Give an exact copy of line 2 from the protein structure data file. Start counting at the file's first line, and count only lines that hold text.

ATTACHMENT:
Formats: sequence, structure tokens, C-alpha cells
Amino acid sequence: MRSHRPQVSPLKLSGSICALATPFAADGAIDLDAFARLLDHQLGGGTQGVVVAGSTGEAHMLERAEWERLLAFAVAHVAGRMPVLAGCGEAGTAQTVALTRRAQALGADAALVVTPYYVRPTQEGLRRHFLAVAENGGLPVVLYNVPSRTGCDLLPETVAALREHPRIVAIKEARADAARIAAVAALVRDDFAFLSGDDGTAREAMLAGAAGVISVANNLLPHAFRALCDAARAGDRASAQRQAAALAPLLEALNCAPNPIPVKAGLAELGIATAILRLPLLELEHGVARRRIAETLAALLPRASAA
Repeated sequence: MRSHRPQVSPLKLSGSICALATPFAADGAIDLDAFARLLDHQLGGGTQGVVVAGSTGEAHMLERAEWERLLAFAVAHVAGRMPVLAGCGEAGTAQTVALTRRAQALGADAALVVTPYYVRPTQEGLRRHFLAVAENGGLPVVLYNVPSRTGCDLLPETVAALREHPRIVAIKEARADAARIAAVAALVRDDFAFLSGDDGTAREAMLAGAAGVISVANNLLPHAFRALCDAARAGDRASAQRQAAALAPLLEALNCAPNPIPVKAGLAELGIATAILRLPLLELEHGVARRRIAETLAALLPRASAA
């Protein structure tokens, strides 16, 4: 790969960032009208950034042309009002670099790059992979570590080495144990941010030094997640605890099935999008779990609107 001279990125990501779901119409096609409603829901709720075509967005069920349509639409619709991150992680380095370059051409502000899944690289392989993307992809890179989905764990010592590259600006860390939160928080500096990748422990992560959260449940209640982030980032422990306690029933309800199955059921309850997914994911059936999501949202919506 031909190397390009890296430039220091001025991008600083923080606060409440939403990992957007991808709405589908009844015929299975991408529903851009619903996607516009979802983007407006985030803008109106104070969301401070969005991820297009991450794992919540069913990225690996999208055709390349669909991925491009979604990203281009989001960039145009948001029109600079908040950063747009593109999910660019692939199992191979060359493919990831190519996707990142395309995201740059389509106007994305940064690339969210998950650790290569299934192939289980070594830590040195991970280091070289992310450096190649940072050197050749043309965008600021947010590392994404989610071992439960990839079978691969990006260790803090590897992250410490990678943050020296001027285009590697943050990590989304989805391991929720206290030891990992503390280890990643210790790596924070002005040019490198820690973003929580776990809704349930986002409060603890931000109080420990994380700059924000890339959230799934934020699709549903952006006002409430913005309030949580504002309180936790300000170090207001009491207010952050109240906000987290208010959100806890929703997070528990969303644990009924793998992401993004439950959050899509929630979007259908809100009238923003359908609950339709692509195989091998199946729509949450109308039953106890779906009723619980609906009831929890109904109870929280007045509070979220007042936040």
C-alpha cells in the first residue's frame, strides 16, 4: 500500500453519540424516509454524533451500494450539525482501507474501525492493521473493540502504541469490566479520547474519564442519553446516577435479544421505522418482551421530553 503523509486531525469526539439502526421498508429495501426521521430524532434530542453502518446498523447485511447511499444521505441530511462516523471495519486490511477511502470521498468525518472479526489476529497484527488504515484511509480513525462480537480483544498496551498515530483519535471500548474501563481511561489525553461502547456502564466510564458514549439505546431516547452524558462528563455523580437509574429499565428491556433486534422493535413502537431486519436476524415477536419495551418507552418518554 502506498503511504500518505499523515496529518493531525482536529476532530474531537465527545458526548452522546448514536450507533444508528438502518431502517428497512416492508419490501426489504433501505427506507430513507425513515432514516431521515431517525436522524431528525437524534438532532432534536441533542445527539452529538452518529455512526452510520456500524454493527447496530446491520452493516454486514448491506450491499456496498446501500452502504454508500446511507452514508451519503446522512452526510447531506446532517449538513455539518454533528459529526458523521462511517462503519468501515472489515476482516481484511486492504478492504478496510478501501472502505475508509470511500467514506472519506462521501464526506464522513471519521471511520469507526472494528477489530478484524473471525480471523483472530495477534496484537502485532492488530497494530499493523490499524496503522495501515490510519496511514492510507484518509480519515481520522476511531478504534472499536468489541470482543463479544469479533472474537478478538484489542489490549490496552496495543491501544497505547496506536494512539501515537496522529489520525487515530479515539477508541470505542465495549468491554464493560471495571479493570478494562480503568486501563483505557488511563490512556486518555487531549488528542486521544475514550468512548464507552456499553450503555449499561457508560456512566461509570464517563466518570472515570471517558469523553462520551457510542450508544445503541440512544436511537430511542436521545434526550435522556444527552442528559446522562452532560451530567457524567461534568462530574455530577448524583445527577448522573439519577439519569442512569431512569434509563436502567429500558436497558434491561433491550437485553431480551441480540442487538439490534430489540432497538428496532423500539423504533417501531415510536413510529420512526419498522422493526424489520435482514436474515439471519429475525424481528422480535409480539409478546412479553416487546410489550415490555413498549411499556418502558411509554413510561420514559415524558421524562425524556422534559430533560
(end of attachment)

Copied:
Amino acid sequence: MRSHRPQVSPLKLSGSICALATPFAADGAIDLDAFARLLDHQLGGGTQGVVVAGSTGEAHMLERAEWERLLAFAVAHVAGRMPVLAGCGEAGTAQTVALTRRAQALGADAALVVTPYYVRPTQEGLRRHFLAVAENGGLPVVLYNVPSRTGCDLLPETVAALREHPRIVAIKEARADAARIAAVAALVRDDFAFLSGDDGTAREAMLAGAAGVISVANNLLPHAFRALCDAARAGDRASAQRQAAALAPLLEALNCAPNPIPVKAGLAELGIATAILRLPLLELEHGVARRRIAETLAALLPRASAA